Make sure your swing isn’t the issue. Swinging a golf club is a full body motion, utilizing multiple muscle groups as you simultaneously turn your body while hitting the ball. Think to yourself: how’s my posture? Are my feet shoulder-width apart? Am I hunching over? Having proper form before you swing can help reduce the risk of injury. When you do hit the ball, make sure your swing is fluid. Don’t try to hit the ball too hard. Harder swings don’t necessarily mean a better game. Work on having a smooth, consistent tempo.

If you’re carrying your own bag, make sure to keep your back straight and use the strength of your legs to lift. This will help reduce the risk of back injury.

Proper footwear is also key. Just like with soccer, having the right cleats is important. Golf shoes with short cleats are recommended. Long cleats can dig too far into the ground, locking your foot down when you swing which can lead to knee injuries like a torn ACL.

With the right preparation, golf can be a fun, relaxing game. Stay safe and keep swinging!

 

Sources:

http://orthoinfo.aaos.org/topic.cfm?topic=a00137

http://www.med.nyu.edu/pmr/residency/resources/PMR%20clinics%20NA/PMR%20clinics%20NA_sports%20med/golf%20injuries%20and%20rehab.pdf

http://www.mayoclinic.org/healthy-living/fitness/in-depth/golf/art-20047434

http://golf.about.com/od/fitnesshealth/tp/commoninjuries.htm

http://www.spine-health.com/conditions/sports-and-spine-injuries/golf-and-low-back-pain

http://www.cybergolf.com/golf_news/carpal_tunnel_syndrome_golf

Knee Injuries: More Common in Women?

knee pain women

Knee injuries are no laughing matter; 55% of all sports related injuries are knee injuries. But who is at greatest risk for knee injuries when it comes to sports? It turns out that women are 4-6 times more likely to suffer a sports related injury than their male counterparts in the same sport. Out of all sports related injuries, the most common injuries among female athletes are anterior cruciate ligament (ACL) injuries.

The reasons for women having an increased risk of knee injury has nothing to do with strength or ability; it comes down to genetics and anatomical factors, form, and training. Simply put, women are built differently than men and some of those differences put added pressure on their knee joints. Thankfully, the factors contributing to the increase in injuries have been widely researched and while genetics can’t be changed, form corrections and training programs have been proven to prevent knee injuries in women’s sports.

Within the sports community, female athletes who play basketball and soccer are somewhere between 2-10 times more likely to suffer an ACL injury compared with male athletes, according to the American Orthopaedic Society for Sports Medicine. The reason for the high rate of ACL injuries within these particular sports can be attributed to that most ACL injuries—whether in male or female athletes— are caused by non contact mechanisms. These include common movements like landing from a jump or making a lateral pivot while running. But why are women so susceptible to ACL injuries? Let’s take a look at the factors and what can be done to reduce the risk.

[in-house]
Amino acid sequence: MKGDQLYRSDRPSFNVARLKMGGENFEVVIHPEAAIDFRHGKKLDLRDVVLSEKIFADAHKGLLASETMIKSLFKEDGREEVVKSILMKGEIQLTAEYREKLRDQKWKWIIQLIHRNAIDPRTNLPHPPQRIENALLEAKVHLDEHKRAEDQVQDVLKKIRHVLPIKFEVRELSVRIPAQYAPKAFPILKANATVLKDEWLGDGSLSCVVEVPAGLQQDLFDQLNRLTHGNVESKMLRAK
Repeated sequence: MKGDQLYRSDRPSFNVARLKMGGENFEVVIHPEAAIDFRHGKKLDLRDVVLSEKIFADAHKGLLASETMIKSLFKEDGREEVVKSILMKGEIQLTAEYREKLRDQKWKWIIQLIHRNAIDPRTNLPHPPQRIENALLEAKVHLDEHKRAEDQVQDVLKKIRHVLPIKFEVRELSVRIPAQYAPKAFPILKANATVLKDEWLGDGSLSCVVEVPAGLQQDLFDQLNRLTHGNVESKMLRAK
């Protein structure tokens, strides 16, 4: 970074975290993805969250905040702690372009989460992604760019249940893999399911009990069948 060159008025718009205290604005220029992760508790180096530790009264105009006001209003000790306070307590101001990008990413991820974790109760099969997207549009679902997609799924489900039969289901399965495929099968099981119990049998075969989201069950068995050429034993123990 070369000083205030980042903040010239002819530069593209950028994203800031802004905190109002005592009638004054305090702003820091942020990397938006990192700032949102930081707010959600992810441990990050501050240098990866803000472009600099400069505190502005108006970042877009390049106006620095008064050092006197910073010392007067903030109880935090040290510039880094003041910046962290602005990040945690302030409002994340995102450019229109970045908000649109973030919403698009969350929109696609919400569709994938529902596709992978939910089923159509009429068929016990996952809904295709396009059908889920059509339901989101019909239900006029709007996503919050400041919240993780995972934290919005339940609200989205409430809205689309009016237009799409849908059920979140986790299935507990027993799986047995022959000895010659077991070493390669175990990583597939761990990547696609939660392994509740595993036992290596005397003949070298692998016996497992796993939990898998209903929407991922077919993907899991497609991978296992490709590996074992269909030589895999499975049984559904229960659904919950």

Genetic and Anatomical Factors:

ACL

The anterior cruciate ligament, or ACL, is one of the four major ligaments of the knee. It connects the front of the tibia (shinbone) with the back of the femur (thighbone). It helps provide stability to the knee joint.

The strength and use of the surrounding muscle groups, such as quadriceps and hamstrings, have a serious impact on the ACL. When running and jumping, women tend to lead with their quads, whereas male athletes seem to have a better balance between the quads and the hamstring muscles. A balance between quads and hamstrings means the impact is more evenly distributed, thus reducing the pressure on the knee.

Another reason for increased knee pressure is that women have a wider pelvis which creates a larger Q-angle at the knee. This often results in a more “knock-kneed” posture in women, leaving the ACL more vulnerable for injury.

Q_Angle_knee

(image via http://blog.footsmart.com)

Additional anatomical factors in ACL tears such as the diameter of the ACL are still being researched.

Some doctors think women are more prone an ACL injury because of the differences in the amount of circulating hormones such as estrogen. Certain hormones give ligaments strength and flexibility. Fluctuations in hormone levels may have some impact on the function of the nerves and muscles and may lead to an increased risk of injury.

Form:

When researchers at the Loyola University Medical Center sought to explain why this increased risk of ACL injuries in women was occurring, they uncovered that poor form when landing a jump contributed to the risk.

“Women tend to land with the knees straighter and feet rotated inwards, compared to men who tend to land with more of a bend in the knee and the feet rotated slightly outward,” says Dr. Patrick McCulloch, an orthopedic surgeon with the Methodist Center for Sports Medicine in Houston who was involved in the research. “This puts the knee in a better position to absorb shock.”

After this discovery, the same researchers spent six weeks correcting these form issues resulted in a reduction in the likelihood of ACL injury by up to 50%.

Prevention Through Training:

As doctors and orthopedic surgeons were seeing an increase in ACL injuries in women, training and conditioning programs were designed to correct problems with form, strengthen knees and surrounding muscles and reduce the risk of injury. FIFA, the governing body of the World Cup and other international soccer tournaments, has designed a warm up program specifically designed to reduce the rate of ACL injuries in soccer players (male and female).

Teams that perform FIFA 11+  program at least twice a week, for 20 minutes at time, experience 30-50% fewer injured players, according to FIFA.

In addition, the Sports Physical Therapy department at Massachusetts General Hospital have put together a detailed sports conditioning program to help increase knee strength and reduce knee injuries specifically in female athletes through active warm-up, stretching, strengthening exercises, plyometric drills, and agility drills.

While ACL injuries for female athletes were reaching epidemic proportions, through understanding the problems causing the increase and creating prevention programs based on research, the rate of these injuries is on the decline.

Sources:

http://www.ucsfhealth.org/education/a_females_aching_knees/

http://www.prevention.com/fitness/strength-training/risk-knee-injury-increases-women

http://loyolamedicine.org/newswire/features/sports-medicine-surgeon-urges-girls-soccer-teams-try-acl-tear-prevention-drills

http://wcbe.org/post/epidemic-knee-injuries-young-female-athletes

http://www.aaos.org/news/aaosnow/nov10/research3.asp

http://www.ucdenver.edu/academics/colleges/medicalschool/departments/Orthopaedics/clinicalservices/sportsmed/Documents/WISH_SPORTSMED_Female%20Knee%20Injuries%20and%20ACL.pdf

http://www.athletestrengthandperformance.com/acl-anatomy-gender-disparity/

http://www.ncbi.nlm.nih.gov/pmc/articles/PMC2465242/

http://www.atipt.com/news-media/blog/acl-tears-and-knee-pain-more-common-women-activity